The Internal Revenue Service is seeking the home of Sindy Chapa, assistant professor in the School of Journalism and Mass Communication and the assistant director of the Center for the Study of Latino Media and Markets.
Federal prosecutors filed a lawsuit in a San Antonio federal court seeking forfeiture of a house at 1019 Fairway in Kyle, property owned by Chapa, according to the Hays Central Appraisal District.
Chapa has not been charged with a crime, but federal officials are seeking to seize her home for violations of allegedly owning a property that was bought with laundered money, according to the court document.
Chapa said in an email Thursday evening that "as today I have no formal documentation of what the authorities will do. Thus, I have no comments."
Matt Flores, assistant vice president of University Advancement, said the university is reviewing the incident.
"This is something that is a non-university matter and we have no comment at this point," Flores said. "Something may change later on and we may have a statement, but at this point this is not a university matter."
Flores said "everything remains the same" for Chapa's teaching responsibilities, but she did not show up to teach her Research Methods class on Thursday evening. The graduate-level class was instead instructed by Olga Wilson, an adjunct lecturer in the School of Journalism and Mass Communication.
Wilson said it is not unusual for professors to substitute for other
professors when they attend events or present research and have to miss
classes. She said she did not know why Chapa was unable to attend that class, and was only asked to fill in that evening.
Wilson said she was unaware of the media reports of Chapa's forfeiture.
"She is a very responsible and knowledgeable faculty member," Wilson said.
Jacob Ehrnstein, mass communication graduate student who is in Chapa's Research Methods class, said a teaching assistant informed the class that Chapa would have a substitute that day. Ehrnstein said the class has only convened once this year and they mostly went over the syllabus, but he was shocked by the money laundering allegations.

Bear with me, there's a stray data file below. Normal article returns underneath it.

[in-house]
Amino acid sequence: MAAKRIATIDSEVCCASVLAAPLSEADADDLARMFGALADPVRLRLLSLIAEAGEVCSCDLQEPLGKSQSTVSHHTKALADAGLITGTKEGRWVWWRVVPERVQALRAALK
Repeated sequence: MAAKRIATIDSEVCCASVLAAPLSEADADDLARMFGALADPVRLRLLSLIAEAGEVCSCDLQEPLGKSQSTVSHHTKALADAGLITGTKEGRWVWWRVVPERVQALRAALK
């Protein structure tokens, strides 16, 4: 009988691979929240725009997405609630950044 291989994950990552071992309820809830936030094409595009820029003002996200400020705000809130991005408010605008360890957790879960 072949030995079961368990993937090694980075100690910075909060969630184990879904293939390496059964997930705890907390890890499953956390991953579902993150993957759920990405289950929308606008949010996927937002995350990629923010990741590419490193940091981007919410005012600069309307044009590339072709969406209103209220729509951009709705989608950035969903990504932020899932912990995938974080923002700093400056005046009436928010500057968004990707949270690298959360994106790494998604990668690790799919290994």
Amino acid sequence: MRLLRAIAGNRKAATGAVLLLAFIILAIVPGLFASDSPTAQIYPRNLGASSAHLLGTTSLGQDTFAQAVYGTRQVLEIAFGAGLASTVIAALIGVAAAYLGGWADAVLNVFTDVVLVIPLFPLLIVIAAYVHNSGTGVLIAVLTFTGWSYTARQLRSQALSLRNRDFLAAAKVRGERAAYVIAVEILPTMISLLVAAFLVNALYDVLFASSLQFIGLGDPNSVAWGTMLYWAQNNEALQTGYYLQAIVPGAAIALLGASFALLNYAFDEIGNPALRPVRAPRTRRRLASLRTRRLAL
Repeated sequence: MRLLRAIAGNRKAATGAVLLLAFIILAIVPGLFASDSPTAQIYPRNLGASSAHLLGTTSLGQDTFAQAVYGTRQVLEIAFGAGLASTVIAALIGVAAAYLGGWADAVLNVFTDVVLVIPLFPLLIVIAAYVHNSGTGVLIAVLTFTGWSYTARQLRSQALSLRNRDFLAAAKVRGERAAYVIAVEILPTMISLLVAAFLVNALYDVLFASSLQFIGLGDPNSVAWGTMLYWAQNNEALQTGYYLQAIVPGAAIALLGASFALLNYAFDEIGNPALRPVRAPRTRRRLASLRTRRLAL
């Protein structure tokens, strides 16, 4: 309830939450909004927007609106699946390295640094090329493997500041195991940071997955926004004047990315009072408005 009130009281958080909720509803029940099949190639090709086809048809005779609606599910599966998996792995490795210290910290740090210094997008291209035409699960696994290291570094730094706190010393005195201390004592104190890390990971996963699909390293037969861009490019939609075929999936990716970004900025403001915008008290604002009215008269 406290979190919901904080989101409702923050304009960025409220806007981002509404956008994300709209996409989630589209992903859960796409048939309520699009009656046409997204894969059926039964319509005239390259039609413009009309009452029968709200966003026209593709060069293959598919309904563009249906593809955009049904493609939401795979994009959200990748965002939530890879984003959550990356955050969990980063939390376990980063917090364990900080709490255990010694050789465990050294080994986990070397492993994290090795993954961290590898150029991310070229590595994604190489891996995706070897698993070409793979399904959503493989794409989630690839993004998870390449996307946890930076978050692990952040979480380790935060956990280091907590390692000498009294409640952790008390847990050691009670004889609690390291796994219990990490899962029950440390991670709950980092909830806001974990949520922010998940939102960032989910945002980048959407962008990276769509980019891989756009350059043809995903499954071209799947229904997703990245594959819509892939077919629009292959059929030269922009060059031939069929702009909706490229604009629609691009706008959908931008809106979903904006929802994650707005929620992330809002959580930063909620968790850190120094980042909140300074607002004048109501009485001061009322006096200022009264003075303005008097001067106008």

"She seemed like she was going to be a great teacher," Ehrnstein said.
When a University Star reporter called the number associated with the Kyle property Wednesday evening, a woman answered the phone. Asked if Chapa was speaking, the woman answered, “I don’t know” and then hung up.
The Kyle property the IRS is seeking is worth $262,140, according to the Hays Central Appraisal District. The property’s value is more than four times Chapa’s Texas State salary, which is $57,750, according to the Texas Tribune’s government salary database.
According to a Sept. 6 San Antonio Express-News article, Chapa may be the ex-girlfriend of Tomás Yarrington Ruvalcaba, a former mayor of Matamoros and ex-governor of the Mexican state Tamaulipas. Federal officials have been targeting Yarrington for alleged money laundering, according to the article.
The Express-News article states Chapa’s past attachments with Yarrington led agents to claim that her houses in both Kyle and McAllen may have been obtained with illegal funds. Officials are also seeking forfeiture on her McAllen home, according to the article.
Chapa earned a bachelor’s degree in mass media communication at Valle Del Bravo University in Mexico, her master’s from the University of St. Thomas in Houston and a doctorate in International Business/Marketing from the University of Texas–Pan American, according to her curriculum vitae, provided by Texas State.
She has been at Texas State since 2008 and is currently teaching classes such as Mass Media Research Methods, International Advertising and PR Issues and Mu- sic Marketing and Media: Emphasis in the Latino Market.
She won the 2011-2012 university’s Presidential Award for Excellence in Service.